In the times of demographical crisis in Lithuania, each person living outside of the country, who wants to keep the legal connection with the state should have the right to keep his or her citizenship even in the case of acquiring citizenship of another country. The EFHR believes that Lithuania should follow the example of the newly adopted act on double citizenship in Latvia, where offspring of deportees who live outside Latvia and Latvians who are citizens of UE, NATO and EFTA will be able to apply for double citizenship. The fragment saying that there is a possibility of acquiring citizenship by children born outside the state and having citizenship of a different country should also be used by Lithuania, since in 2012 alone 15,9% of children were born outside Lithuania. Besides, the countries in which there is a significant Lithuanian community (Brazil, South Africa, Australia) should be included in the act on double citizenship. Then, following the example of the Czech Republic, Slovakia and Poland, the Lithuanian Constitution should include a note that would prohibit denaturalisation of citizens.
Therefore, as it was said on the beginning, EFHR proposes the second and third part of the Article 12 of the Constitution of the Republic of Lithuania to sound as follows: “A citizen of the Republic of Lithuania can be a citizen of another country. A citizen of the Republic of Lithuania cannot be denaturalised unless he or she renounces citizenship.”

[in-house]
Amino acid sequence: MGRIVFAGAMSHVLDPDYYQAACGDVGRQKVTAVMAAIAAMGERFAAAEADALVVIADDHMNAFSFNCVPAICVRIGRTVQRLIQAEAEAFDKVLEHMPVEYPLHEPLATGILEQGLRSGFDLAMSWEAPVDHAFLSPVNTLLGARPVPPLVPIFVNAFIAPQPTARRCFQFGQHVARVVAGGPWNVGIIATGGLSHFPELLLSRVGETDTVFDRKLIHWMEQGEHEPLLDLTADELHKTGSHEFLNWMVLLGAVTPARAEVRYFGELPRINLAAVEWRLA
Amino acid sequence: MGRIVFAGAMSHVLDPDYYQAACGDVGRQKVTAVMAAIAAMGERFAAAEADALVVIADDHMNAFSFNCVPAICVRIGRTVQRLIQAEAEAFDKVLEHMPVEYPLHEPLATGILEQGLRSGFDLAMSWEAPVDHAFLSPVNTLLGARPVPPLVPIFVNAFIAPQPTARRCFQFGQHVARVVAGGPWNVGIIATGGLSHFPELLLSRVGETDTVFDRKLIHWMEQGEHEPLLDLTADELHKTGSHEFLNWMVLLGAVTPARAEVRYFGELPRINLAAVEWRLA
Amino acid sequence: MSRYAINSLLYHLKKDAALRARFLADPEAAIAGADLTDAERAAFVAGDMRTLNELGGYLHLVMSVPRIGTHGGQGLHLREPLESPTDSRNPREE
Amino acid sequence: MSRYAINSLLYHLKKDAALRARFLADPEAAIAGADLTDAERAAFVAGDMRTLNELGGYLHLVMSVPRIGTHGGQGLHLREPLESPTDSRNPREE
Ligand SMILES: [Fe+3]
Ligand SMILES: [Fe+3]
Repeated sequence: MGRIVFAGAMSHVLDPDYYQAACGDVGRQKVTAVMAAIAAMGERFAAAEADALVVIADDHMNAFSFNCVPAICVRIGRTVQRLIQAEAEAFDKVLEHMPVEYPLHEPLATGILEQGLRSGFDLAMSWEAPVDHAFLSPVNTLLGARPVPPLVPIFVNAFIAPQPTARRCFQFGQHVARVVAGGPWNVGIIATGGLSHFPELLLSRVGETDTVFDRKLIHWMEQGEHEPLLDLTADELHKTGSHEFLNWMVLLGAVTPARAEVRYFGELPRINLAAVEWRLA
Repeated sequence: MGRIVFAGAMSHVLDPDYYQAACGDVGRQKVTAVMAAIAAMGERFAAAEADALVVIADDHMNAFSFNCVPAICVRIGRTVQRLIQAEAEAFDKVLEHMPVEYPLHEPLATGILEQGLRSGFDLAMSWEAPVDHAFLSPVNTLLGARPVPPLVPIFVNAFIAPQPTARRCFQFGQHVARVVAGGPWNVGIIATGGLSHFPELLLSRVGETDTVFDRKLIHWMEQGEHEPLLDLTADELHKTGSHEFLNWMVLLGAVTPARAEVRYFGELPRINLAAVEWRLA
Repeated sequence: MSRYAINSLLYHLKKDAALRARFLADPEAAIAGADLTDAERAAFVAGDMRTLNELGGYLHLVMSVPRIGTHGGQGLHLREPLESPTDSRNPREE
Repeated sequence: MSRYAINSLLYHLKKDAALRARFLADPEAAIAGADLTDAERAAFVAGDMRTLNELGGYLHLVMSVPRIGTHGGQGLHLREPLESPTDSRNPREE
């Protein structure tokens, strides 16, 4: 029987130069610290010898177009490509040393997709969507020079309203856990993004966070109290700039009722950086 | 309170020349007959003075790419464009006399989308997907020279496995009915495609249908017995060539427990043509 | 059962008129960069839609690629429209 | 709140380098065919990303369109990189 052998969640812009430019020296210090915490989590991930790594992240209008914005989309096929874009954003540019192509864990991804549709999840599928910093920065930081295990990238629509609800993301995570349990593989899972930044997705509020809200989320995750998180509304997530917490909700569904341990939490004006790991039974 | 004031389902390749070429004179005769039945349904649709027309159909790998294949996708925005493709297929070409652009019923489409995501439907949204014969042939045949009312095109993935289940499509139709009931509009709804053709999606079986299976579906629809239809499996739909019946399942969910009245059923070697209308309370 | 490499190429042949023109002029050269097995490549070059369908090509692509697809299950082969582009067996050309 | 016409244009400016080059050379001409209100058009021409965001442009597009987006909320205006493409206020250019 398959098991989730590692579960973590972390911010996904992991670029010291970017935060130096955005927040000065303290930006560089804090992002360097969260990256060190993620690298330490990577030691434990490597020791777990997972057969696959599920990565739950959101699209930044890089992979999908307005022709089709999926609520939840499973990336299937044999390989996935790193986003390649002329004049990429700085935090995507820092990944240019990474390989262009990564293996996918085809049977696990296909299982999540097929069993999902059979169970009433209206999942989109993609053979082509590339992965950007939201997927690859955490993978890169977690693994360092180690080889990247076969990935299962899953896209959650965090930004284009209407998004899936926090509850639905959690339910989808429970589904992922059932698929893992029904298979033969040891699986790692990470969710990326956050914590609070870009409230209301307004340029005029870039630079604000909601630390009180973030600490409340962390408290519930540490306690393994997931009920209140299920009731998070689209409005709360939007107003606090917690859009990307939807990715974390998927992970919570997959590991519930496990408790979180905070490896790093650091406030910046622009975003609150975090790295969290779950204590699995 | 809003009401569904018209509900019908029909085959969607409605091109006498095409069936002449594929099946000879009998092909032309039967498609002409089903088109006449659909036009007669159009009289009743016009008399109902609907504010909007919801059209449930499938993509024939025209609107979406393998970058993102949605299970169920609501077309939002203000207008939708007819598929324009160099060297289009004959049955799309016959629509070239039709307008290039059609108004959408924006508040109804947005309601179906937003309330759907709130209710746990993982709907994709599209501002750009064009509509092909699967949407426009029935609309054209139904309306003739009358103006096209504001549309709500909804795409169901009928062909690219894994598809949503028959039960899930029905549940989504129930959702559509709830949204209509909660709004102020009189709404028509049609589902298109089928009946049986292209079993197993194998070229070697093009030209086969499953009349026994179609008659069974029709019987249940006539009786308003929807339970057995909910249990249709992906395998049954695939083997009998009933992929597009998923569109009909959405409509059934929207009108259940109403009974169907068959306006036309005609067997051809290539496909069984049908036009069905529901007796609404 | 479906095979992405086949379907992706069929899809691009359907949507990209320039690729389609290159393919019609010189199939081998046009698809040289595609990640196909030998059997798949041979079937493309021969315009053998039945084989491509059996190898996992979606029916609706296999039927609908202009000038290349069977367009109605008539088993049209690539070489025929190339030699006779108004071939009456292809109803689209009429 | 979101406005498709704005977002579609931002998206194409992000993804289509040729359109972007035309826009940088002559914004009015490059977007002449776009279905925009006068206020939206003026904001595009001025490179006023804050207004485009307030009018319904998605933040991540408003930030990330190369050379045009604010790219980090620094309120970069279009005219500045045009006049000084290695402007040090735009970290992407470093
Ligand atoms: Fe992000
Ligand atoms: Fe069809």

The discussion about changes in the Constitution gives hope that the problem of double citizenship can be solved in the near future. The EFHR will monitor the progress of the case in the Seimas of the Republic and it will try to propose positive changes, which could be brought by double citizenship with the benefit for the whole Lithuania, its economy, culture and perspectives for future development. As newest survey made by the biggest, in terms of circulation, newspaper Lietuvos Rytas at the end of April of the current year shows that 55% of inhabitants of Lithuania support the acknowledgement of double citizenship and 26% is against it.
Tłumaczenie Emilia Zawieracz w ramach praktyk w Europejskiej Fundacji Praw Człowieka, www.efhr.eu. Translated by Emilia Zawieracz within the framework of a traineeship programme of the European Foundation of Human Rights, www.efhr.eu.